Diverse about Diversity. “Diversity is multi-platform,” Wyman said. “It’s about socio-economics. It’s about age. Gender. Ethnicity. Geography. As Bates graduates, you should be able to create community and do business among all these differences.”

Write On. “The best thing about Bates is the writing that you do,” Wyman said. “Writing well helps you develop insights that lead to action.”

Human Resources. “Bates may not have the highest endowment,” Boyaggi said. “But we have the best people — it’s undeniable. That’s our greatest asset. I promise you there will be Bates people willing to help you during your job search.

Get Some Face Time. “Text messaging and e-mail have harmed your ability to seek a job,” Wyman said. “You are used to handling personal conflict through technology, by texting what you believe. You are not used to handling what happens in a job interview. When you interview, it is you they see.”

Passion Play. Always be thinking about what you love to do. “I grew up on a dairy farm in Bridgewater, Mass.,” Wyman said. “I majored in political science and interned with one of Maine’s U.S. Senators. But it wasn’t my passion. I recognized that my passion was for the food industry, from my experiences growing up.”

Turn to Internships. “I did three years of internships at Octagon that led to my full-time position,” said Ben Morrill ’07, a rhetoric major and alpine skiing athlete now with Octagon sports and entertainment marketing. Rachel Harmeling ’08 adds, “The smartest thing I did was do Bates internships. Bates connections were very important to the start of my career.”

What’s in a Word? “Internship is just a word,” Wyman said. “What we’re talking about here is getting work and business experience. You can get as much and as valuable experience from a traditional summer job with a local franchise. If you use the skills and attitudes of a Bates student, and you outwork the other person — working smarter, showing initiative, never being idle — you will learn tremendously.”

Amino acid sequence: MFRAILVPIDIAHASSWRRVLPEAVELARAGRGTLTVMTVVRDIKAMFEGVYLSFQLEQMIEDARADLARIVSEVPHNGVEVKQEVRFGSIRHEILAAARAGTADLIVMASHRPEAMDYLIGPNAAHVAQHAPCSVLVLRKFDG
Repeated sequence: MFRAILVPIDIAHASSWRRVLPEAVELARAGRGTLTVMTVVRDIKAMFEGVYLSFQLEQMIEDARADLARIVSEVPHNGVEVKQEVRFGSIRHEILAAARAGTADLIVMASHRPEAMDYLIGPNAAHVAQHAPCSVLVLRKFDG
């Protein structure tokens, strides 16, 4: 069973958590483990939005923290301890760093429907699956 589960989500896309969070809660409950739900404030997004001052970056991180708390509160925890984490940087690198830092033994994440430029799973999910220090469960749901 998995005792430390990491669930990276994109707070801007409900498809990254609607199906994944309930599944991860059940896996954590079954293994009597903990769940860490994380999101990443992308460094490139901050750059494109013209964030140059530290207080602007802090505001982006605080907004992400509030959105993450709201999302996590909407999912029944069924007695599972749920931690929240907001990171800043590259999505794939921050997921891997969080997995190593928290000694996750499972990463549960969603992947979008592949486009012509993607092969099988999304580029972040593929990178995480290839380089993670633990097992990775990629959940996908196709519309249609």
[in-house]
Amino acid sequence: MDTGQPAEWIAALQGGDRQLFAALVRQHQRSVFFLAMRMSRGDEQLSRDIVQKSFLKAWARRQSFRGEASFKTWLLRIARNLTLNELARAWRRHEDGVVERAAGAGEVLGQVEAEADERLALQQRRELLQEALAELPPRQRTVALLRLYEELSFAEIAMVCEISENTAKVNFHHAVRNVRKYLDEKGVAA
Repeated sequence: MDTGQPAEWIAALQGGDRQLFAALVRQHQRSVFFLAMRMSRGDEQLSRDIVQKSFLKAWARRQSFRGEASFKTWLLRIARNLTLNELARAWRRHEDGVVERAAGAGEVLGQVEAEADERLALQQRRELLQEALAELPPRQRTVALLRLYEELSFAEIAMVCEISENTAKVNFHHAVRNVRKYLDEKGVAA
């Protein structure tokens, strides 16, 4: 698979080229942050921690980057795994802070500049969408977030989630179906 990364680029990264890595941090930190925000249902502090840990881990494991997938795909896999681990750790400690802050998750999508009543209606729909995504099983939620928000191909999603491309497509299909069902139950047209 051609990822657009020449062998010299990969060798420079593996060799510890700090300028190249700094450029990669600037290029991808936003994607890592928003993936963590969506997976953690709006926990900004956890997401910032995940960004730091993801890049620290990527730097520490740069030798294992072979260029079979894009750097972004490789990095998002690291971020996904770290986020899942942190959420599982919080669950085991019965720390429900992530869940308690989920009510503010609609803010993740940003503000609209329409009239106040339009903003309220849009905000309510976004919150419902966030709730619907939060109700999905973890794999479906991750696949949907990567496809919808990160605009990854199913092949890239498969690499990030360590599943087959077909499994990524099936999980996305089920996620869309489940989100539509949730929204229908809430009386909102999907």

You Had Me at Hello. “Seeking a job starts with a conversation,” Wyman said. “And conversations start with ‘Hello.’ Don’t ever stop having conversations. Don’t stop networking. Don’t stop saying, ‘Hello.’ If there’s someone you admire, have the self-confidence to reach out.”

Stay in the Game. “In my interviews, I made it clear that I wanted to continue to keep doing something that felt competitive,” said Nick Schmiemann ’11 of Weymouth, Mass., an economics major and basketball athlete who joins RBC Capital Markets in February 2012. (He landed his investment job through Rob Cramer ’79, an RBC managing director.)

Stay in Bounds. “The worst thing you can do in a job interview is pretend to know something that you don’t,” Harmeling said. “If you don’t know something, admit it.”

The Big T. “In your interview, talk about your thesis experience as a way to show commitment, meeting deadlines and being accountable,” said Machunski.

Be Yourself. “No one expects you to have a lot of work experience,” said Boyaggi. “But you should be able to leverage what you do know into your interview and in your work.” And that means knowing yourself. “If you can’t communicate your interests and who you are, you will not get a job,” Machunski said.